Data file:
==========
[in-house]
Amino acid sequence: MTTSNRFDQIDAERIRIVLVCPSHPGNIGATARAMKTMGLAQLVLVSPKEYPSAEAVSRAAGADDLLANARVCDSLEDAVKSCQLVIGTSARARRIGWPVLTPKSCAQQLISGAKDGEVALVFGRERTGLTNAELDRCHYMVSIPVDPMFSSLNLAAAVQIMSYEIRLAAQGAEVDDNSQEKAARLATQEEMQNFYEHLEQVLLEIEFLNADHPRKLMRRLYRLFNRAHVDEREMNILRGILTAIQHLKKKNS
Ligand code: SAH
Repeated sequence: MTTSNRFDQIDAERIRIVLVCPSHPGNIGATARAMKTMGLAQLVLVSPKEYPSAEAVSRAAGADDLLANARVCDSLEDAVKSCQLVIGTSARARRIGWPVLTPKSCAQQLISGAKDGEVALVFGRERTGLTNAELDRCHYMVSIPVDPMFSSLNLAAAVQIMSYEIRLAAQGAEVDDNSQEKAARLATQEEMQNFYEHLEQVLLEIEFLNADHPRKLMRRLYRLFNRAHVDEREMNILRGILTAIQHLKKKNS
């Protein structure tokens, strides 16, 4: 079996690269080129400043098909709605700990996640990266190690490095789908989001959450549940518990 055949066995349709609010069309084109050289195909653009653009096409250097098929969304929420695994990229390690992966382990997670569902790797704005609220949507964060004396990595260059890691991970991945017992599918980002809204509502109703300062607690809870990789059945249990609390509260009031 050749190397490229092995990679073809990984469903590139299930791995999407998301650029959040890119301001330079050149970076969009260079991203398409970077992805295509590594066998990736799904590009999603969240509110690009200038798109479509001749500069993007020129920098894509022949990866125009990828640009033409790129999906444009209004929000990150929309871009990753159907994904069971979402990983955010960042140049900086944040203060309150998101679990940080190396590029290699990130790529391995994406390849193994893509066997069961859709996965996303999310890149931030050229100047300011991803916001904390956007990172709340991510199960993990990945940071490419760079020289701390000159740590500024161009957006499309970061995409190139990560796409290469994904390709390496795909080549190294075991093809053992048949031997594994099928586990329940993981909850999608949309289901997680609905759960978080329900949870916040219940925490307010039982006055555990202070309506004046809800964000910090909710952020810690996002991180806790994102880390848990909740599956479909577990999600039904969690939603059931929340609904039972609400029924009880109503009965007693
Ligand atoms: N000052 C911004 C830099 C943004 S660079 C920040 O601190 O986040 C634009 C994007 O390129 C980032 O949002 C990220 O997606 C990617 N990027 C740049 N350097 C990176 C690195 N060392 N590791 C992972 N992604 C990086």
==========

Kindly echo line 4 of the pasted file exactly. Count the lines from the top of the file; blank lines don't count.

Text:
Repeated sequence: MTTSNRFDQIDAERIRIVLVCPSHPGNIGATARAMKTMGLAQLVLVSPKEYPSAEAVSRAAGADDLLANARVCDSLEDAVKSCQLVIGTSARARRIGWPVLTPKSCAQQLISGAKDGEVALVFGRERTGLTNAELDRCHYMVSIPVDPMFSSLNLAAAVQIMSYEIRLAAQGAEVDDNSQEKAARLATQEEMQNFYEHLEQVLLEIEFLNADHPRKLMRRLYRLFNRAHVDEREMNILRGILTAIQHLKKKNS